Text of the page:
Yes. For the last decade, my wife and I have been debating about what technology will most shape the future; she favors genetic engineering, I still believe that cybernetics are going to be key. I think this is a step towards that goal, and we are seeing the beginnings of the kinds of technology that will change everything.

Also, back off-topic: Chaank (one of my personal favorites).
posted by quin at 3:44 PM on October 8, 2008


Steven C: yeah, but Tacoma Narrows cancels all that out.
posted by sixswitch at 3:50 PM on October 8, 2008


Oh hush, sixswitch.

Or are you condemning engineering as a calling and profession for the crime of not being perfectly prescient?
posted by sebastienbailard at 4:17 PM on October 8, 2008


What I do know is that on a per-capita basis, engineers make a lot more difference in the long run than experts in post-modernist literary theory.
posted by Steven C. Den Beste at 4:31 PM on October 8, 2008


Apparently Cyberdyne's design and marketing department has close ties to Apple....
Times like this make me feel vaguely sad that I wound up in the Humanities. I mean, set beside this, writing a really boss article on Late Antique religion just no longer seems particularly significant.
Or what Steven C. Den Beste just said, but more personal.
posted by AdamCSnider at 5:23 PM on October 8, 2008


Yes, Steven, and on per-capita basis engineers might also make a lot more practical difference than, say, theoretical physicists, but that's not why we make it possible for Hawking to continue living. We engineer because we like tinkering, Hawking thinks about physics because he likes physics, and literary theorists like literary theories. It takes all kinds.

apologies if I'm missing a joke. I am an engineer and thus cripplingly literal.
posted by JohnFredra at 5:31 PM on October 8, 2008


What I do know is that on a per-capita basis, engineers make a lot more difference in the long run than experts in post-modernist literary theory.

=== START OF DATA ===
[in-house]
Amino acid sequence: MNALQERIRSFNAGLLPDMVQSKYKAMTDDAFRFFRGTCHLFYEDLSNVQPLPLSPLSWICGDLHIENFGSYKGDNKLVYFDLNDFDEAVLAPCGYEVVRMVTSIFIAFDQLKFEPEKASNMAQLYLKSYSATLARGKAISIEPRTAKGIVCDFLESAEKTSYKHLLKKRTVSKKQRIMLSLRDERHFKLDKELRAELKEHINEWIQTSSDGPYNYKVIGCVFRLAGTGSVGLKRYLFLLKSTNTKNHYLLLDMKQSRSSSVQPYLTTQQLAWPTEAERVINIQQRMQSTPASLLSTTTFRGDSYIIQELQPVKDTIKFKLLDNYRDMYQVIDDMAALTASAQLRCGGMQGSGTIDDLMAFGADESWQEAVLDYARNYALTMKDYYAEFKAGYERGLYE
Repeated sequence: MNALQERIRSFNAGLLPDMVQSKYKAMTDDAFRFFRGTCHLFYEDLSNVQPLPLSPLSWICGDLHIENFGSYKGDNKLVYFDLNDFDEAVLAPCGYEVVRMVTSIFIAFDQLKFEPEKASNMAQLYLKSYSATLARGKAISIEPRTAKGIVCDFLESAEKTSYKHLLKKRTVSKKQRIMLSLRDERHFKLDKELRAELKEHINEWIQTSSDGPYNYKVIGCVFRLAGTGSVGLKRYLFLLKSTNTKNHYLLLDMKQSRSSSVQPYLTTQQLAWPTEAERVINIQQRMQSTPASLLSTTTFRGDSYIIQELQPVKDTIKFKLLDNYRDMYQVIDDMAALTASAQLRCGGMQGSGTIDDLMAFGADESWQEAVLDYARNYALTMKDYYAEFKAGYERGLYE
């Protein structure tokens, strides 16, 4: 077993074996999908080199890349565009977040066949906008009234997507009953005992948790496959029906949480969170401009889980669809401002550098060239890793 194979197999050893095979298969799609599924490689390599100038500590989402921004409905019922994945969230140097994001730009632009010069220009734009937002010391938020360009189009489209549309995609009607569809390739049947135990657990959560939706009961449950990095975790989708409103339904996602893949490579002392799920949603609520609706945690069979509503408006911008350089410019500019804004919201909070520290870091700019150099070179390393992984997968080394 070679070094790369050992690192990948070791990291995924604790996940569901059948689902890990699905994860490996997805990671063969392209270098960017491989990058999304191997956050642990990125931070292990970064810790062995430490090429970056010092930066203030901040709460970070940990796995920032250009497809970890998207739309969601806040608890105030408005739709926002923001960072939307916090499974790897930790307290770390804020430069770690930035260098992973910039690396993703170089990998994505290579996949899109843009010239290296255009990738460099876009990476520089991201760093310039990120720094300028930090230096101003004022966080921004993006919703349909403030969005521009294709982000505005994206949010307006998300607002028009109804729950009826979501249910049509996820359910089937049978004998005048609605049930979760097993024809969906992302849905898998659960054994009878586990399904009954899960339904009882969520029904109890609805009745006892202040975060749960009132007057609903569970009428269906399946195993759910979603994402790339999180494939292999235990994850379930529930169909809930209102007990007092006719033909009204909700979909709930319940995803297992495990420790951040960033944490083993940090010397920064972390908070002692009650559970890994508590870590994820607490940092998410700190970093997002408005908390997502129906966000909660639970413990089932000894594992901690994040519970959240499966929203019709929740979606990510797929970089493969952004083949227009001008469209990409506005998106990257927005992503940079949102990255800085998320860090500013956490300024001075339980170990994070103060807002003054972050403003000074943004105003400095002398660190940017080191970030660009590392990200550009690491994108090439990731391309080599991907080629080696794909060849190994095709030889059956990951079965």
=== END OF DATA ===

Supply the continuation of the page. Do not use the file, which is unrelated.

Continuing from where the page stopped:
I say this as an engineer who (as only a somewhat-acquainted layman) generally disapproves of a lot of what comes out of post-modernism: It's still a good thing the ideas are being explored because the future is going to get way post-modern.

I definitely think it will be awesome if I am ever able to non-jokingly change my hypothetical business card or website from saying "Electrical Engineer" to saying "Reality Engineer." Already much of EE has little to nothing to do with electricity.
posted by TheOnlyCoolTim at 6:03 PM on October 8, 2008


apologies if I'm missing a joke. I am an engineer and thus cripplingly literal.

I don't understand, how does being literal cause someone a physical disability?

In any case, if that happened to you, I heard there are some robotic systems that could actually help you walk.
posted by qvantamon at 6:44 PM on October 8, 2008


U.S. Robotics was bought out by 3Com, but apparently the name is still around, at least as of a couple years ago when I bought my wireless router.
posted by dirigibleman at 7:07 PM on October 8, 2008


I assume their main server is named GLaDOS?

Also: this is my favorite Terminator reference in a MeFi comment.
posted by Caduceus at 8:17 PM on October 8, 2008


AdamCSnider: Times like this make me feel vaguely sad that I wound up in the Humanities. I mean, set beside this, writing a really boss article on Late Antique religion just no longer seems particularly significant.

Just remember that as modern technology is the result of the cumulative efforts of generations of uncredited engineers, so are our modern implementations of universal human rights, representative democracy, etc. the result of the cumulative efforts of generations of unknown social theorists and historical scholars. The great ideas that shape modern society do not spring from a vacuum any more than great technologies do; both must slowly grow from a soil enriched by countless tiny contributions.
posted by PsychoKick at 2:59 AM on October 9, 2008 [1 favorite]


I suppose they have a energy affiliate called Shinra? How about a biologics division contracting with the government called the Humanidyne Institute?

I suppose I should stop now...

And engineering makes my socks go up and down.
posted by Samizdata at 3:53 AM on October 9, 2008